Mark 15:38-39

Right after Jesus’ death two important aspects of Christology can be found in the text. Firstly Mark narrates the tearing of the temple’s veil. This is most likely the veil between the Holy Place and the Holy of Holies (Exodus 26:33; Hebrews 9:3-4). This tearing of the veil signals that the death of Jesus has taken away the barrier between God and humanity (cf. Ephesians 2:14; Hebrews 10:19-22). Healy states that it was God himself who tore the veil, because the veil was ripped from top to bottom. Healy continues by noting that the ripped veil indicates the end of the old covenant worship. Healy explains this by referring Mark 14:58 (cf. John 2:19)—the eartly temple would be exchanged with a new temple “…made without hands”, and with the Christ as the cornerstone (Healy 2008:322; cf. Mark 12:10). Donahue and Harrington (2002:452) annotate that for Mark’s readers, the tearing of the veil would help to explicate the (real or impending) destruction of the Temple.

Secondly there is the centurion who proclaimed that Jesus was truly the son of God. This is the first such confession of faith in this Gospel. Furthermore it portraits what was to come—the possibility for Gentiles to accept the Gospel. Witherington (2001:400) notes that the Greek allows a slightly different translation: truly this was a divine man—which can be “a conclusion drawn from Jesus’ bravery even on the cross”. Mark’s readers would however attribute this proclamation to the fact that the Gospel was not only to be excepted by a Jewish community, but by the Gentiles as well (cf. Mark 13:10).


In this short passage of Mark’s Gospel the reader is taken to the horrific moment of Jesus’ death. Mark did not ‘spare’ his audience by narrating a romantic scene. He testifies very closely of the most important event in human history.

Although the reader could almost link the events around Jesus’ death in detail with several Psalms (22 and 69) and other OT references, it must be said that there is no direct evidence that Jesus himself used the words on the cross to accomplish this. The only reference in the gospel of Mark to such an exertion by Jesus can be found in Mark 14:49. In contrast to this one can argue that Mark, who wrote his Gospel at least three decades after Jesus’ death, came to an understanding that these parallels to the OT where very significant and helpful to make people understand that Jesus is the fulfilment of the old covenant.

The crucifixion and death of Jesus are crucial to understand God’s holiness. Sin can not prevail in the presence of God. God is righteousness and thus needs to punish sin. In order to restore the relationship between sinful humans and God, Jesus voluntarily died as perfect human substitute. Laurie (2009:26) gives the following summary:
“Jesus accomplished in six hours what would have taken us the rest of eternity to never complete: The forgiveness of our sins!”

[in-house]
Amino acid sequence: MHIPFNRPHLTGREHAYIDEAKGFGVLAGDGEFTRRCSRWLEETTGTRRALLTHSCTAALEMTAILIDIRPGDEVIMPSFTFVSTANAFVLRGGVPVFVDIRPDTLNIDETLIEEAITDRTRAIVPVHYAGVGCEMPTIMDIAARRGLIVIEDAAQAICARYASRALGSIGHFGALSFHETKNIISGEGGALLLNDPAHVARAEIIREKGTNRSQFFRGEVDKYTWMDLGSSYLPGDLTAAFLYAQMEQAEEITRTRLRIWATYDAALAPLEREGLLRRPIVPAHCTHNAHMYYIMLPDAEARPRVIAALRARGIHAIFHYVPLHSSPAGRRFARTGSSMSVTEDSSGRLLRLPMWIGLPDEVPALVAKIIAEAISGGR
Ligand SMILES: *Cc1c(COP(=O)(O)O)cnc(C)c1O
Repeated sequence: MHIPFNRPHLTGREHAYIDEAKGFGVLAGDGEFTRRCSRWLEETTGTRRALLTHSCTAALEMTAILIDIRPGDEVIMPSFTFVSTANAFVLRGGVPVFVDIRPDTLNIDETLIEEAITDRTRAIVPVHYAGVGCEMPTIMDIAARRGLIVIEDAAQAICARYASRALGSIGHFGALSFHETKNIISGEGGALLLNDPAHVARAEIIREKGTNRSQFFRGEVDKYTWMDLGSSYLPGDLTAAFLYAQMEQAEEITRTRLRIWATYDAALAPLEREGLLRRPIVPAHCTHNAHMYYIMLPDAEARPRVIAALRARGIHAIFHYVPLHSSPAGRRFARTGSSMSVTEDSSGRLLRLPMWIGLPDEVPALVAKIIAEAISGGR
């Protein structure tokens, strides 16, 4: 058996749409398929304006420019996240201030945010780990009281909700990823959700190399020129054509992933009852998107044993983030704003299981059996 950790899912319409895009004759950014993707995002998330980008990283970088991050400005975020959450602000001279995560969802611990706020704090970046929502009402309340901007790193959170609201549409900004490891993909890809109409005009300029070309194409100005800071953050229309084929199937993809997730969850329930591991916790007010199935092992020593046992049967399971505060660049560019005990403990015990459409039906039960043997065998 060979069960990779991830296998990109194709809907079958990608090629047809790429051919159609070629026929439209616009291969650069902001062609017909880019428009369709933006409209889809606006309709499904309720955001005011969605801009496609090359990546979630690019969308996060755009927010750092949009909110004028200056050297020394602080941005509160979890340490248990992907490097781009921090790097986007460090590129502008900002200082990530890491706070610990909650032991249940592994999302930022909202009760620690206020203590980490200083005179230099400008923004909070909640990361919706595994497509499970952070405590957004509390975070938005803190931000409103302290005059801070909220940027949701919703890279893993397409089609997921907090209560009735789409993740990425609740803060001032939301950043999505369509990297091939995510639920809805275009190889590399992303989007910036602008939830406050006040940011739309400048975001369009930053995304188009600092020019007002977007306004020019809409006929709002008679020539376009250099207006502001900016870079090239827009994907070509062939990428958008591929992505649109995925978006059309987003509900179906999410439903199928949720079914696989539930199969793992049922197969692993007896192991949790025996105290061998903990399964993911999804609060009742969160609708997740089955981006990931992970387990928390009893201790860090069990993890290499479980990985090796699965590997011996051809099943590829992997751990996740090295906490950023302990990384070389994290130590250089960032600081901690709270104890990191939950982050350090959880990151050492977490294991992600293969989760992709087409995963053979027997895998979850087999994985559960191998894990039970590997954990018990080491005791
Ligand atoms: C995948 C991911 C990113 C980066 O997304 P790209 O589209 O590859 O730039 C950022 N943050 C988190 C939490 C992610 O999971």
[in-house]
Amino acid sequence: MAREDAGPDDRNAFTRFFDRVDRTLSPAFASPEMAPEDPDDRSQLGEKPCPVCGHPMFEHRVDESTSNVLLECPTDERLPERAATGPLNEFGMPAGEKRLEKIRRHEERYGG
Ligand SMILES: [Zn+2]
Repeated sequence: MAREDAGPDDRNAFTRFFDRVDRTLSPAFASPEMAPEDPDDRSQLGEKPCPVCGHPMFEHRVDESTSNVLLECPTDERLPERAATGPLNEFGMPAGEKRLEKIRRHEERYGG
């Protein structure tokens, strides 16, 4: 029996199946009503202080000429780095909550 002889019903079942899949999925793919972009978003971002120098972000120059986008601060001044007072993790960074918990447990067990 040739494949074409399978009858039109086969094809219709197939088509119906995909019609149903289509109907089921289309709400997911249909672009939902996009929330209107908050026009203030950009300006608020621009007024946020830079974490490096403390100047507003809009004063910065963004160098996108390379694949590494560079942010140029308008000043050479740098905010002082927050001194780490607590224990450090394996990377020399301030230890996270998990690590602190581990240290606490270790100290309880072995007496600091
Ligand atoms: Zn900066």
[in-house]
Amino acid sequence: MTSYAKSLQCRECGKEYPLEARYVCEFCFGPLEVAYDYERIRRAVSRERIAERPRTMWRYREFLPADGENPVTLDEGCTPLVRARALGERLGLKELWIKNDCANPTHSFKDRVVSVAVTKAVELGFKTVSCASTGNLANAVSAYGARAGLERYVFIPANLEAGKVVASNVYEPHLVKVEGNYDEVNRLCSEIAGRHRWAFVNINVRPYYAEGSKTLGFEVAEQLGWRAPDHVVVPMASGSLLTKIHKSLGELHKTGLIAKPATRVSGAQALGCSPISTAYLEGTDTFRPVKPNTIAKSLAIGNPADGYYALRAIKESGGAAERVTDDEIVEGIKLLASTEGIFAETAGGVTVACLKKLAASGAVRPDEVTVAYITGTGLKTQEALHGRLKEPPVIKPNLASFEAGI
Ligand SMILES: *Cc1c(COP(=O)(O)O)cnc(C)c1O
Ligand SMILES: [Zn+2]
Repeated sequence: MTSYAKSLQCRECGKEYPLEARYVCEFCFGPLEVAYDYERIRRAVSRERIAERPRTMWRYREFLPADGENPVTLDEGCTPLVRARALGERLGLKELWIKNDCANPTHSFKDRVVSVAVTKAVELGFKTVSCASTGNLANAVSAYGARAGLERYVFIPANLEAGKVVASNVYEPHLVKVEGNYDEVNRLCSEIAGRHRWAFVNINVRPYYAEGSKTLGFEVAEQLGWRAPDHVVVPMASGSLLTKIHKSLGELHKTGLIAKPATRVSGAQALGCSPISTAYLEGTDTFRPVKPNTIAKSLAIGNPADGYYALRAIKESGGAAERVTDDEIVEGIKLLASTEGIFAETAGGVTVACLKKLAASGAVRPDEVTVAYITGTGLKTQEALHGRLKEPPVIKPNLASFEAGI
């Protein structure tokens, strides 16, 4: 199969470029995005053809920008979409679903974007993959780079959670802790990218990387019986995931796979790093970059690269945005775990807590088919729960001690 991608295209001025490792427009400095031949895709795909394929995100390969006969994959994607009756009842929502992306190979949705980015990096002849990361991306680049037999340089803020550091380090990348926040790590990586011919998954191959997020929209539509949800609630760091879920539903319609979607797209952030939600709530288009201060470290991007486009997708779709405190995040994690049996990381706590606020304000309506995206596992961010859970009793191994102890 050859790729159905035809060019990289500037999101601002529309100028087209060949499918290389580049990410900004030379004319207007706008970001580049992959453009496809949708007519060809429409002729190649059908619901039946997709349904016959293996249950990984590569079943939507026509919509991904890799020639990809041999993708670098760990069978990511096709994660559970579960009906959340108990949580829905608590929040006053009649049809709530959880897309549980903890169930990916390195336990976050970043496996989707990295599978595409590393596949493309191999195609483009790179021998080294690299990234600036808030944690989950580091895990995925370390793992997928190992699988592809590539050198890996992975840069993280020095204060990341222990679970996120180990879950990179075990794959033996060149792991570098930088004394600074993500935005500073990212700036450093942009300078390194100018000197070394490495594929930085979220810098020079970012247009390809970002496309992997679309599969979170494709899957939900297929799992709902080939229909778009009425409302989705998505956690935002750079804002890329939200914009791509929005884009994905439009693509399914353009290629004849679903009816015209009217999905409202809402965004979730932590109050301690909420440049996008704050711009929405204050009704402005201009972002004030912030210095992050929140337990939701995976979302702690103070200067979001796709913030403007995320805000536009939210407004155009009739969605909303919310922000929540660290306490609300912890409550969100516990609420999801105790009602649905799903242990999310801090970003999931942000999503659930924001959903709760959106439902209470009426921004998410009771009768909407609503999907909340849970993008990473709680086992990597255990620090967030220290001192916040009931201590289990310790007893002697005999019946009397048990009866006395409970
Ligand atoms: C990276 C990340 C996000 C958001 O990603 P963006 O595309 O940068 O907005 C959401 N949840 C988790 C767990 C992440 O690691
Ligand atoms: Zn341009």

Wordcount: 2145


All biblical references are taken from The Holy Bible: King James Version (1611).

Biblos.coma; (2011) Greek definition of ‘cried’ [Internet] Washington, Online Parallel Bible Project. Available from: <http://concordances.org/greek/994.htm> [Accessed 15 February 2012].

Biblos.comb; (2011) Greek definition of ‘loud’ [Internet] Washington, Online Parallel Bible Project. Available from: <http://concordances.org/greek/3173.htm> [Accessed 17 February 2012].

Carmody, T. R. (2010) The Gospel of Mark. New Jersey, Paulist Press.

Evans, A. C. (2003) ‘Mark’. In: Dun, D. J. G and Rogerson, W. J. eds. Eerdmans Commentary on the Bible. Grand Rapids, WM. B. Eerdmans Publishing Co., pp. 1064-1103.

Eusebius, P. (1833) The ecclesiastical history of Eusebius Pamphilus, Bishop of Cesarea, in Ten Books. Trans. Cruse, C. F. A. M. New York, Swords, Stanford & Co.

Donahue, R. J. and Harrington, D. J. (2002) The Gospel of Mark (Sacra Pagina Series), vol. 2. Collegeville, The Liturgical Press.

Hengel, M. (1985) Studies in the Gospel of Mark. London, SCM Press.

Healy, M. (2008) Catholic Commentary on Sacred Scripture: The Gospel of Mark. Grand Rapids, Baker Publishing Group.

Hughes, R. A. (2004) Lament, Death, and Destiny. New York, Peter Lang Publishing inc.

Lane, W. L. (1974) The New International Commentary on the New Testament: The Gospel of Mark. Stonehouse, N. B., Bruce, F. F. and Fee, G. D. (eds.). Grand Rapids, William B. Eerdmans Publishing Company.

Laurie, G. (2009) Finding Hope in the Last Words of Jesus. Grand Rapids, Baker Books.

Lockyer, H. (1961) All the Miracles of the Bible. Grand Rapids, Zondervan.

Ulmer, R. (2011) ‘Psalm 22 in Pesiqta Rabbati: The Suffering of the Jewish Messiah and Jesus’. In: Garber, Z. ed. The Jewish Jesus: Revelation, Reflection, Reclamation. USA, Purdue University Press, pp. 106-128.

Weber, H. R. (1979) The Cross: Tradition and Interpretation. Jessett, E. (trans.). Grand Rapids, W. B. Eerdmans.

Wiersbe, W. W. (2007) The Wiersbe Bible Commentary: The Complete New Testament. 2nd ed. Colorado Springs, David C. Cook Distrubution.

Witherington, B. (2001) The Gospel of Mark: a Socio-Rhetorical Commentary. Grand Rapids, Wm. B. Eerdmans Publishing Co.

Youssef, H. G. (2012) Sour Wine and Gall: Was it a Merciful Gesture or Mockery? [Internet] Coptic Orthodox Diocese of the Southern United States. Available from: <http://suscopts.org/resources/literature/542/sour-wine-and-gall-was-it-a-merciful-gesture-or-mo/> [Accessed 16 February 2012].